moss

Been here a while
Thank you, Moss for the sage advice.

I'm a fisherman (for sport). On two occasions, I have had to adjust my downrigger ball. On two occasions I chose to work on the ball and cable while holding the ball over the water (apparently I thought the challenge was worthwhile). On two occasions I dropped the downrigger ball, sending it to the bottom of the lake. On two occasions I was out $40.

Another place to learn a lesson more than once. I'm trying to recognize the futility of a pointless victory. That is to say, even if I repaired it over the water, who cares. A bad habit that I'm trying not to bring into the canopy, as that can have some seriously adverse side effects.
There is the stereotype of the guy at the supermarket who insists on buying a pile of groceries without using a shopping basket or cart. Who knows what primeval forces drive our hero to balance eggs on his head, 6-pack under one arm and… etc. Up in a tree is a good place to discard this mysterious behavior!
-AJ
 

Dan Cobb

Branched out member
Location
Hoover
Didn't y'all get the memo? Shopping carts are not manly and should only be used as a last resort.

Fortunately, GPS has rendered the Never Ask for Directions mandate a moot point for us men folk.
 
Ouch! I'm always looking up when pulling stuff out of the tree. The other day I pulled my friction saver out (not very high, maybe like 30ft) and not sure why but I instinctually reached out and caught my ring and ring saver mid flight. I proceeded to casually keep packing up my stuff while trying to contain how baller I felt haha. Home owner was standing right there too.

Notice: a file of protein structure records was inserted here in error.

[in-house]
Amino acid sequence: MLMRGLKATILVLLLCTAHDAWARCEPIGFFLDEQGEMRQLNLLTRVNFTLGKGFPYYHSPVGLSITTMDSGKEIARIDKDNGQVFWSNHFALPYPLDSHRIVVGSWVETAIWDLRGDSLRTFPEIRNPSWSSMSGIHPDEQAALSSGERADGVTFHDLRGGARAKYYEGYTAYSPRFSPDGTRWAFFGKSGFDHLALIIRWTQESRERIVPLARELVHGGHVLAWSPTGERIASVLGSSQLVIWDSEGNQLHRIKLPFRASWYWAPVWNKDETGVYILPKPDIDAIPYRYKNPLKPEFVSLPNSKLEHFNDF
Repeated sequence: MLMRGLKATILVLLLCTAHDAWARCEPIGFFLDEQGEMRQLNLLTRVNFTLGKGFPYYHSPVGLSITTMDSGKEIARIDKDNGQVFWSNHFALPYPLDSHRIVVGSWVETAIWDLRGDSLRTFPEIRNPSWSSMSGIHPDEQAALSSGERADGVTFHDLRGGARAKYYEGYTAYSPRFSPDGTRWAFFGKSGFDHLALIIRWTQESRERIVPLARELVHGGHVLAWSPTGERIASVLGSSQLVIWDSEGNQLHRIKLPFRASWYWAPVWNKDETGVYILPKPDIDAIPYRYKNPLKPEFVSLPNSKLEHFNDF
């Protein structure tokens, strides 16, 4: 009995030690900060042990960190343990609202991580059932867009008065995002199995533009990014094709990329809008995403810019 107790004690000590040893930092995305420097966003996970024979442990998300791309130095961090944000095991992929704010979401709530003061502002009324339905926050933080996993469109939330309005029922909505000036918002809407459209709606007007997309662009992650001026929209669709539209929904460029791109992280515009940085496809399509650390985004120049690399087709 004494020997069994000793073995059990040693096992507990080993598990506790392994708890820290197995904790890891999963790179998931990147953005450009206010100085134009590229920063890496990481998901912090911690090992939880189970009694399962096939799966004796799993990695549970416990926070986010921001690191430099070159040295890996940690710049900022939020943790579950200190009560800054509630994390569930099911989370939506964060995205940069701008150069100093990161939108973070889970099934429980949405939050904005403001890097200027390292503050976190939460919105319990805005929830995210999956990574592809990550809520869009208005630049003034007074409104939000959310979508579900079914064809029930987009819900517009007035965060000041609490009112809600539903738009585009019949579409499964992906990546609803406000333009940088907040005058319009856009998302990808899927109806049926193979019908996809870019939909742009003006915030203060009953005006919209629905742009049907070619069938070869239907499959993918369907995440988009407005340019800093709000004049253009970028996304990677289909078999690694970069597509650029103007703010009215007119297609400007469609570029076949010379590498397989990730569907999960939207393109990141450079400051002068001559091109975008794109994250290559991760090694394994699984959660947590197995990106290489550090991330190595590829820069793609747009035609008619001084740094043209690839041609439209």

Reach

Been here a while
Location
Atglen, PA
Ouch! I'm always looking up when pulling stuff out of the tree. The other day I pulled my friction saver out (not very high, maybe like 30ft) and not sure why but I instinctually reached out and caught my ring and ring saver mid flight. I proceeded to casually keep packing up my stuff while trying to contain how baller I felt haha. Home owner was standing right there too.
Nice! It’s always great when something like that happens, makes you look like a movie star. I had an accidental descent from a tree once, when I was talking to a homeowner. I slipped off the limb I was on, did a neat 180, and descended to the ground nice and smooth to a landing right next to the homeowner. Never told him I was as impressed with it as he was!
 

southsoundtree

Been here a while
Location
Olympia, WA
There is the stereotype of the guy at the supermarket who insists on buying a pile of groceries without using a shopping basket or cart. Who knows what primeval forces drive our hero to balance eggs on his head, 6-pack under one arm and… etc. Up in a tree is a good place to discard this mysterious behavior!
-AJ
That's called Grocery Jenga!!

I'm pretty good at this useless skill, but it's a fun challenge.
 

New threads New posts

Kask Stihl NORTHEASTERN Arborists Wesspur TreeStuff.com Kask Teufelberger Westminster X-Rigging Teufelberger Tracked Lifts Arbor Expo BayLeafDigital
Top Bottom